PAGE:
But any father, even the very best of fathers, is but a mere shadow, a reminder, a pointer to the one true father, the father by whom all other fathers take their name—and that is our Heavenly Father. What is the best thing that our Heavenly Father can say to us? What can He say to us that no one else can say to us? If we can answer that question, then we can understand the wisdom of the Church in scheduling Gaudete Sunday. The best thing that our Heavenly Father can say to us, the words that only He can say to us, are in fact what we most need to hear, but it is something that we could never have dreamed of asking for. Only our Heavenly Father can say these words to us: “You are worth my Son.” Only our Heavenly Father can say that, and only He can prove it.
Our Heavenly Father proves that amazing declaration to us by speaking His Word, His Son to us, so that His only-begotten Son becomes the Word-made-Flesh. The Son of God becomes the Son of Mary—He is the Christ of God, Who is become man for us.
And Our Heavenly Father proves that amazing declaration—“You are worth my Son”—by accepting the sacrifice of His Son upon the cross, for only the shed Blood of Jesus can wash away the stain of our sin. Our Heavenly Father allows us to heap upon His Son all of the malice, betrayal and wickedness that must be dredged up out of the human condition—up to and including even death itself. And our Heavenly Father amazes us yet again by overcoming evil and death by raising His Son from the dead, and then, amazes us even more by offering us a share in that victory.
By the Incarnation, ministry, suffering, death, and Resurrection of His Son, our Heavenly Father declares to us, His adopted children, “You are worth my Son.” Through the proclamation of the Word, through the gift of the Holy Spirit, through the life of the Church, through the power of the sacraments and above all, through the Holy Sacrifice of the Mass, our Heavenly Father declares to us, “You are worth my son.” With tenderness and fierceness, as both lamb and lion, through whisper and through thunder, our Heavenly Father declares to us, “You are worth my Son.”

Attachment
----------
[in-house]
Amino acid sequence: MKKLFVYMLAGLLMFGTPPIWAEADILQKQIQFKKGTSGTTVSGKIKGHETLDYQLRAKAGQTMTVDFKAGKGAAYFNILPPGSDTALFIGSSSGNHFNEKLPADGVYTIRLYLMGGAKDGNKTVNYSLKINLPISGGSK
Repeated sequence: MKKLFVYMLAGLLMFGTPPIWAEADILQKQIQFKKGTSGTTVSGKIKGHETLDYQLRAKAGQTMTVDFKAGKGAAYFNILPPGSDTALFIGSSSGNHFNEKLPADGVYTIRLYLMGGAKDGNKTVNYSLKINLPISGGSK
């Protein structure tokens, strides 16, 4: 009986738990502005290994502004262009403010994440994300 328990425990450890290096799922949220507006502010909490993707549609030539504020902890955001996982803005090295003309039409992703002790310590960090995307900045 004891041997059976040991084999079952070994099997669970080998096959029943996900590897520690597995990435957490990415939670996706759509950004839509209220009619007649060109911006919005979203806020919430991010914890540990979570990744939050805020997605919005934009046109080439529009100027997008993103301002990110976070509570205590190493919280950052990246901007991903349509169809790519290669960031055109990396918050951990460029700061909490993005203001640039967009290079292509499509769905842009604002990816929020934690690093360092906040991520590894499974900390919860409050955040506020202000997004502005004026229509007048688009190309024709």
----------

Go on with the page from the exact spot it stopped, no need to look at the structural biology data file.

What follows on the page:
We sinners, we who have the most terrible power to reject love and glory and embrace decay and death—and have done so—we are loved sinners. I myself can testify that God has not let me die in my sins. I myself can testify that God has offered me again and again the opportunity to choose eternal friendship with Christ. I myself can testify that God has declared to me that I am not defined and identified by my sin but by His gracious gift to me—adoption through the work of His only-begotten Son. The coming Season of Christmas is a reminder of how God’s proof-of-love became visible, tangible—human. The Season of Advent anticipates Christmas, yes, but it also anticipates the completion of our Heavenly Father’s saving plan with the return of His Christ in glory. Gaudete Sunday is rightly a time of rejoicing because it calls to mind and heart the great, unexpected saving truths and undeniable proofs of our Father’s declaration, “You are worth my son”, a declaration that echoes through all time and eternity.